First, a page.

Richmond, Va.-based specialty insurer Markel Corp. reported that its 2007 combined ratio was 88 percent compared to 87 percent in 2006.
Comprehensive income for 2007 was $337.0 million compared to $550.8 million in 2006.
Gross written premiums for the year decreased 7 percent compared to 2006. The decrease was primarily the result of increased competition across many product lines and the decision to exit certain programs underwritten by Markel Re’s SMART division.
Net investment income for the year was $306.5 million compared to $271.0 million in 2006. The increase in 2007 was due to having a larger investment portfolio compared to 2006.
The slight increase in the combined ratio was due to a higher expense ratio in 2007 compared to 2006, which was attributable to lower earned premiums in 2007.
The Excess and Surplus Lines segment’s combined ratio for the year was 82 percent compared to 78 percent in 2006. The increase was primarily due to a higher current accident year loss ratio than in 2006 resulting from price reductions in a softening insurance market and adverse loss experience during 2007 at the Markel Re unit, which experienced higher than expected average claim frequency and severity on programs within the Specialized Markel Alternative Risk Transfer (SMART) division. After non-renewing several SMART programs in 2007, the company decided in the first quarter of 2008 to combine the remaining SMART programs, as well as the excess and umbrella and the facultative reinsurance lines previously written by Markel Re, into two of our existing operating units, Markel Specialty Program Insurance and Markel Brokered Excess and Surplus Lines.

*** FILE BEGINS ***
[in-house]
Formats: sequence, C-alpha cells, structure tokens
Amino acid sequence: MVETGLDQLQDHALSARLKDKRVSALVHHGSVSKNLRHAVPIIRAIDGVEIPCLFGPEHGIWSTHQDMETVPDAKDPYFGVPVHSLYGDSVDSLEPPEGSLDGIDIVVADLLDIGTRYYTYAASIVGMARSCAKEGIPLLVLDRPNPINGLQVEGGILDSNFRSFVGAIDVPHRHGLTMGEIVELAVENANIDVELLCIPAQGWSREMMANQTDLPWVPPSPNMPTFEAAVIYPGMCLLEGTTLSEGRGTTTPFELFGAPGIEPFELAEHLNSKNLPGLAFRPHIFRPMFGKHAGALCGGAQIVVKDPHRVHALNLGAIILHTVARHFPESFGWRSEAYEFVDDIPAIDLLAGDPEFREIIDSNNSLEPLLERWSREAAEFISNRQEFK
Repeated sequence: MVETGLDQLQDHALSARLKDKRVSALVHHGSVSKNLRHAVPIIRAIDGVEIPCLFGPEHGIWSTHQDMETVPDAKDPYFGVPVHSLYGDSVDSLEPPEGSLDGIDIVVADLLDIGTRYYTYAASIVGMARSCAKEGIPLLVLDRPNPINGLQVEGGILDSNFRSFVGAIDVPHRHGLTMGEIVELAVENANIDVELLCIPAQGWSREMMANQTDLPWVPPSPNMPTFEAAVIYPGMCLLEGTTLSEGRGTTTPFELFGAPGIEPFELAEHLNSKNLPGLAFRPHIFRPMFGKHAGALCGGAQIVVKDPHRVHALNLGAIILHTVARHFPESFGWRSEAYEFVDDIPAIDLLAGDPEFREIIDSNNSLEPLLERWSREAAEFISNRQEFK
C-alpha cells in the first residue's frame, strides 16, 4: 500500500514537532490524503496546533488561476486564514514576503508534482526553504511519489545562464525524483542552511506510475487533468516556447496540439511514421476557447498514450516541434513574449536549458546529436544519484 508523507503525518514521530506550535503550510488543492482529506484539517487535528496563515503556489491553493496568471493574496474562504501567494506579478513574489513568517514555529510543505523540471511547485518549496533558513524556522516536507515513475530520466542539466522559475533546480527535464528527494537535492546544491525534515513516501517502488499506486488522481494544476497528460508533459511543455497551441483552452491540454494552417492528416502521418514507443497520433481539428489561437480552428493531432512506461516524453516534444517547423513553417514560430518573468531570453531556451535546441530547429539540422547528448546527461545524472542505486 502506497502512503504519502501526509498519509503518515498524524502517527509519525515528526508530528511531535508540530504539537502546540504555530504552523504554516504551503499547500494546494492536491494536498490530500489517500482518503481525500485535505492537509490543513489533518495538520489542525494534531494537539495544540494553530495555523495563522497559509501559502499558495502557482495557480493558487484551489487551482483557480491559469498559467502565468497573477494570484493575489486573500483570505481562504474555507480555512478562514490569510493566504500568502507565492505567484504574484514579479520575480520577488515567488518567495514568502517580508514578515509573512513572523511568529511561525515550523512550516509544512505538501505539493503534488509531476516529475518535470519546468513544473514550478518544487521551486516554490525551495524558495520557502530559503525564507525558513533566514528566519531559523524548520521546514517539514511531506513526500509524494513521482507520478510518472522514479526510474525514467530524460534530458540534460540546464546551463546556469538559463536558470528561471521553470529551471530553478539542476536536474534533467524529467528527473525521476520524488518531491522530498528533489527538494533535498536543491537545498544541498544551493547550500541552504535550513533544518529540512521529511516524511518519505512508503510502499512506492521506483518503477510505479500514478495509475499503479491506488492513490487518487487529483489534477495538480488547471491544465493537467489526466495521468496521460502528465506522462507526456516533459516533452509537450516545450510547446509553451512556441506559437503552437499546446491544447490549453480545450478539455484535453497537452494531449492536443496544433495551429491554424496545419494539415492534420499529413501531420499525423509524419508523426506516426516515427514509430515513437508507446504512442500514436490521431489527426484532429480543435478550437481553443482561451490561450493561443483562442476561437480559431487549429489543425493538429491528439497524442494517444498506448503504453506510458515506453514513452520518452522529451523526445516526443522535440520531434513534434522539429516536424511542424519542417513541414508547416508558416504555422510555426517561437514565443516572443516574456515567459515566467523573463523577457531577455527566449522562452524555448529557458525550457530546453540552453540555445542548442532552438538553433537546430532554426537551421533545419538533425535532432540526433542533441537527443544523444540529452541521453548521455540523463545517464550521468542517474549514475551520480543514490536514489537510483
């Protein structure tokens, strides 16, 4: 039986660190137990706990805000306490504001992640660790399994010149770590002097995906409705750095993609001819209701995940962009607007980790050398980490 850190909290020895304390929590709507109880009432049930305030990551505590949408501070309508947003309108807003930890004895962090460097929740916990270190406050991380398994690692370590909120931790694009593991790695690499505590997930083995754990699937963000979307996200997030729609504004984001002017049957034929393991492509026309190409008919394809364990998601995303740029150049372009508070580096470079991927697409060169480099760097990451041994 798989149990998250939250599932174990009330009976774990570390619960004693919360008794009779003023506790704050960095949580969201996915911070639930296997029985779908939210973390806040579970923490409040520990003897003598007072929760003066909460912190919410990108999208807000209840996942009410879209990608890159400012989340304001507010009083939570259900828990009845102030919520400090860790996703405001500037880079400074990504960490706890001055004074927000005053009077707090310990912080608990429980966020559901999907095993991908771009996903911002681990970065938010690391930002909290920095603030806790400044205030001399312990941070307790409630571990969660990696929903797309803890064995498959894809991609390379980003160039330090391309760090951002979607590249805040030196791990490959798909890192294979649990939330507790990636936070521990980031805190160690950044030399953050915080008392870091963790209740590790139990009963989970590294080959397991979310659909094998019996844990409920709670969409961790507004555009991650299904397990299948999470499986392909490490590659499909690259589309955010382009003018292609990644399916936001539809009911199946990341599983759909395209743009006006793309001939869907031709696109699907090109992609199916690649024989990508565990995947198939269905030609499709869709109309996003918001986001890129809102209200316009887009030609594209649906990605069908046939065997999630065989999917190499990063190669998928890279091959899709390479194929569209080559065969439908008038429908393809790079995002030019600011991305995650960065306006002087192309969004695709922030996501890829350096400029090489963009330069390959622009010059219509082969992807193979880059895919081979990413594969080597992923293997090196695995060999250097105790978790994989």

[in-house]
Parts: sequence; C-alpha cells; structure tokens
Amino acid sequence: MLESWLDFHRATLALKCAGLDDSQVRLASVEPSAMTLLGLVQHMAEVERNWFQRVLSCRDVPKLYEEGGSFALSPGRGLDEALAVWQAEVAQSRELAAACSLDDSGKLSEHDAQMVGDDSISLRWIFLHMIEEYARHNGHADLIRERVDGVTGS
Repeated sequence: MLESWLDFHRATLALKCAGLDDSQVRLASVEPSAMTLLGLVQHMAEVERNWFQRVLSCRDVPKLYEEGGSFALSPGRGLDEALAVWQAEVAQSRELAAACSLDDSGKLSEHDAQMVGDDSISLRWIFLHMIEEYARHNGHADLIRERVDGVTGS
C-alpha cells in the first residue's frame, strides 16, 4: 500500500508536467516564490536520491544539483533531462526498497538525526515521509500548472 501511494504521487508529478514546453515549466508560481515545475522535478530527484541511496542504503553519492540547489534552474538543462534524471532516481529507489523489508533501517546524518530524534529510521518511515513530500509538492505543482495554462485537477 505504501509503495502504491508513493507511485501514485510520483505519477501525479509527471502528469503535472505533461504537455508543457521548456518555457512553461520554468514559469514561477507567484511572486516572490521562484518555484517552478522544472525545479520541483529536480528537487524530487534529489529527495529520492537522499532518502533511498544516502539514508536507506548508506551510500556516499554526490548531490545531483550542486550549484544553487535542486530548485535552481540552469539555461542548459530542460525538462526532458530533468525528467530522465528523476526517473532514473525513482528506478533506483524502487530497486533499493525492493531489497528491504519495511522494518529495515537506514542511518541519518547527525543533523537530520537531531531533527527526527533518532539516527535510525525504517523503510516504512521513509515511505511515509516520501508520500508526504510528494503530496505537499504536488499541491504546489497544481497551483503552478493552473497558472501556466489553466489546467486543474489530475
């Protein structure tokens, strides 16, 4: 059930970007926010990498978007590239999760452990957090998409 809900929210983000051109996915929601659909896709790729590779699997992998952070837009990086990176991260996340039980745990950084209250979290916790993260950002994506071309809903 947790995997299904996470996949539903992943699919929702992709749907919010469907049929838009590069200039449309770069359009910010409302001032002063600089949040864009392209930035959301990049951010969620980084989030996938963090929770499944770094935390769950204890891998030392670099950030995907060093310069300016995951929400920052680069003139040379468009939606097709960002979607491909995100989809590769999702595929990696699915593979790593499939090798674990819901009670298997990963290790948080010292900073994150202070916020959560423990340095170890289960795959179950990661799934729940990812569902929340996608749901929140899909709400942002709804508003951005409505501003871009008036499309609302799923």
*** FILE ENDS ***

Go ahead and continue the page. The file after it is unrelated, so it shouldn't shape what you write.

The Specialty Admitted segment’s combined ratio for the year was 92 percent compared to 91 percent in 2006. In 2007, a lower loss ratio was offset by a higher expense ratio as compared to 2006.
The London Insurance Market segment’s combined ratio was 93 percent compared to 100 percent in 2006.
Over the one- and five-year periods ended Dec. 31, 2007, Markel reported compound annual growth in book value per common share outstanding was 15 percent and 18 percent, respectively.
Book value per common share outstanding increased to $265.26 at Dec. 31, 2007 from $229.78 at Dec. 31, 2006.
The year 2007 was the second straight year of record net income for the insurer.
It reported diluted net income per share of $40.64 for the year ended Dec. 31, 2007 compared to diluted net income per share of $39.40 for 2006. The increase was due to higher investment returns and lower interest expense, partially offset by lower underwriting profits as compared to 2006.
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